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Clergy, counselors offer support at Healing Harlem event

Community organizations come together for Healing Harlem event
Community organizations come together for Healing Harlem event 01:51

NEW YORK - Community organizations came together for a Healing Harlem event Friday in response to recent gun violence. A college basketball player was killed last weekend, and the event aimed to prevent more tragedy.

People walking down Fifth Avenue near 135th Street in Harlem Friday afternoon expressed shock to find a casket in the middle of the sidewalk. But that shock value is the point. 

The idea for healing Harlem in this jarring way came from Shawanna Vaughn.

"We've got to get to these kids before the guns," said Vaughn.

Vaughn's organization Silent Cry, Inc. works with incarcerated individuals and their families.

"We can't just keep having rallies," Vaughn said. "We can't keep marching. We have to do something that is holistic in our community."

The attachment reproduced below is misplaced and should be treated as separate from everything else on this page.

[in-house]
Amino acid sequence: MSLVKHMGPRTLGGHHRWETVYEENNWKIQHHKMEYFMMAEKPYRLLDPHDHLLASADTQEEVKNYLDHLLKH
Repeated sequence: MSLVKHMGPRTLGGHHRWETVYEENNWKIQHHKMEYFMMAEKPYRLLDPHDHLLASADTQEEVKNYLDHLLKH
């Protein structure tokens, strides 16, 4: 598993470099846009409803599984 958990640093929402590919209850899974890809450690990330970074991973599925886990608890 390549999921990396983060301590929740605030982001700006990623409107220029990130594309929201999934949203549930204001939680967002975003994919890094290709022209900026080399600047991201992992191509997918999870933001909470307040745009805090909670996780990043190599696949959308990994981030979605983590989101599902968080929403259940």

The sidewalk event featured clergy, counselors and volunteers like Ssliicc, a young filmmaker and designer who was once on a path towards violence himself.

"I'm trying my best to be out in the community, show them there's better things to do, there's not always the streets," Ssliicc said. 

Ruth McDaniels' son is serving time for shooting a gun at someone, telling her he had been the victim of repeated bullying and robberies before retaliating.

"People's response to hurt and mistreatment and humiliation are different," McDaniels said. "Some people are able to shuck it off and just walk away. And some people really feel pressed upon."

McDaniels retired from a career in law enforcement and never suspected her son would turn to violence. She founded the organization Breaking The Chains Of Your Mind to warn other parents.

"If you're not checking their rooms, if you're not seeing what's going on with your kids, you're not a part of anything," said McDaniels. 

The goal is to keep Harlem's young people alive and out of the casket.

"Healing hurts," Vaughn said. "Healing is like birthing a baby with no anesthetic. But after healing, there's a better life, there's a better community after this. We have to get to it."

Have a story idea or tip in Harlem? Email Jessi by CLICKING HERE.

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